Virginia lawmakers are scheduled to meet Wednesday for the start of their 2021 legislative session, and the coronavirus pandemic will once again take up a significant amount of their time.
A top priority will be ensuring that schools have enough funding, including money for extra counselors, to help teachers deal with the fallout from the coronavirus once students return to the classroom.
In a budget address last month, Gov. Ralph Northam outlined proposals that called for spending hundreds of millions on the pandemic response.
Democrats in the House of Delegates plan to ask for $200 million for the vaccination effort alone.
“We need to figure out a way to get more vaccination sites in place,” said Democratic state Sen. Scott Surovell. “I don’t know if $200 million is the right number. It could very well be more. We need to spend whatever it takes to get as many people vaccinated as possible.”
Surovell said he expects Congress to approve another relief package that would help state and local governments.
“As that develops over the next month, we’re going to have to take that into account in our budgeting plans,” Surovell said.
Liberal lawmakers are set to push for paid sick leave as part of the state’s coronavirus relief efforts.
Similar bills failed to pass last year.
“It’s something I personally support but I’m not sure the votes are there,” Surovell said of paid sick leave, noting that “a lot of small business are still reeling” from losses caused by the pandemic.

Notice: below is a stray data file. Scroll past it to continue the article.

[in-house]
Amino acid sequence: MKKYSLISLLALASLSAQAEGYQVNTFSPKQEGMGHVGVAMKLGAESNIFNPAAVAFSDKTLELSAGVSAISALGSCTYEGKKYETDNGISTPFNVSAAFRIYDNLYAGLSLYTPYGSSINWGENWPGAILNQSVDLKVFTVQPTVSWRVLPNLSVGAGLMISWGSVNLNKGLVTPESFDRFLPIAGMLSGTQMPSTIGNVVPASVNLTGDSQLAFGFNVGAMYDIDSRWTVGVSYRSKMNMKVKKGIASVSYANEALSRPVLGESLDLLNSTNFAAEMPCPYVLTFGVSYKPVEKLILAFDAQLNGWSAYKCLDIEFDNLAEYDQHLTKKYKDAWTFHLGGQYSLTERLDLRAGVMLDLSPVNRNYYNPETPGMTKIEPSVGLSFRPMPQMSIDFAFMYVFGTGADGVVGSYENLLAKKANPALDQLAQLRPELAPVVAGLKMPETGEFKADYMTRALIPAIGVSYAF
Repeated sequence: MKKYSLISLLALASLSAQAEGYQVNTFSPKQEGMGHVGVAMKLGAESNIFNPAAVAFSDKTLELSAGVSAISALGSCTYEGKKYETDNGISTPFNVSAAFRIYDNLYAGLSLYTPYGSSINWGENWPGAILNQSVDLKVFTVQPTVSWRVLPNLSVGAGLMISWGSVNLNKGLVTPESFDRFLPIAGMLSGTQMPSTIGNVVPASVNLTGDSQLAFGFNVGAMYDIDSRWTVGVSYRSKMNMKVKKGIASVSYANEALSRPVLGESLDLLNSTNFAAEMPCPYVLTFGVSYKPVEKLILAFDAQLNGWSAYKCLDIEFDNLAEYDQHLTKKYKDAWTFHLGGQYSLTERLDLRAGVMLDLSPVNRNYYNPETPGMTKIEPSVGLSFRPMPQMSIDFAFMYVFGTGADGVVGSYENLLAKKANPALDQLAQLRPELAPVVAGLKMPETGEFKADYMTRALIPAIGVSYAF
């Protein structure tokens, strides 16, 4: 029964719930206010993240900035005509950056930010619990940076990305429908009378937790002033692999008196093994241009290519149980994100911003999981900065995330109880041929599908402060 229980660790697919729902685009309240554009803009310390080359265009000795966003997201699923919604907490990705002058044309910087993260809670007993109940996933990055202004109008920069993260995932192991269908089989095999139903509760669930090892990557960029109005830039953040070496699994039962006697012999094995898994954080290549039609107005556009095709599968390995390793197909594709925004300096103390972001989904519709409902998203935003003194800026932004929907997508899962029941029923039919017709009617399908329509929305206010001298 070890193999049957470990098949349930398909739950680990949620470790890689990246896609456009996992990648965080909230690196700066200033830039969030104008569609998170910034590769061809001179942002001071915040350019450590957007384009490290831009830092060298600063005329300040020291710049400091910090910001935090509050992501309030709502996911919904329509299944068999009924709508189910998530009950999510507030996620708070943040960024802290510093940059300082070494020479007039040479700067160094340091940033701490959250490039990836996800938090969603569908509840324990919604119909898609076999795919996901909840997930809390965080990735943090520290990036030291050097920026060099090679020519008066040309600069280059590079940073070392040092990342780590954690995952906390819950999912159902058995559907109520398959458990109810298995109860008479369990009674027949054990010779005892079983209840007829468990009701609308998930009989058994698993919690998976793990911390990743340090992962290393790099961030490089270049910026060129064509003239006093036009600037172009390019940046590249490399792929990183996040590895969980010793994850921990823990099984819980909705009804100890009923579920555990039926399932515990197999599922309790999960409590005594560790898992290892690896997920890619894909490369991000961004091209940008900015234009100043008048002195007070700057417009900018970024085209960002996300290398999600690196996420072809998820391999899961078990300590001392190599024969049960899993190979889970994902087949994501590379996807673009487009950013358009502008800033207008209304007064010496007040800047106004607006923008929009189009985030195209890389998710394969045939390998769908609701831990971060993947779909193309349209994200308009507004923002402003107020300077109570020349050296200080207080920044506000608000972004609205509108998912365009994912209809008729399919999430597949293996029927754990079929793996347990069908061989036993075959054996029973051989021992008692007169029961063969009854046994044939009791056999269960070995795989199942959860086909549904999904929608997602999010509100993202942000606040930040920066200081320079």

To give everyone enough space and prevent a mass gathering, the House of Delegates will conduct business virtually and the Senate will gather in the Science Museum of Virginia in Richmond.
Northam is pushing to legalize marijuana for recreational use in Virginia, which could be the first Southern state to do so.
It’s unclear if there are enough votes for the measure to pass, but lawmakers in both parties have been more open to marijuana issues, and the state decriminalized the drug last year.
Another priority is addressing a handful of criminal justice reform measures, including getting rid of the death penalty.
“I’m optimistic that Virginia will probably end the death penalty this session,” Surovell said.
Lawmakers will discuss updating the state’s expungement laws. Currently, people in Virginia convicted of a crime are not able to have it expunged, meaning it remains on their record permanently.
“We are way out of step with the rest of the country when it comes to giving people second chances for convictions that are long in their past,” Surovell said.
This will be the second regular legislative session controlled by Democrats since they won control of the General Assembly in 2019.
The Associated Press contributed to this report.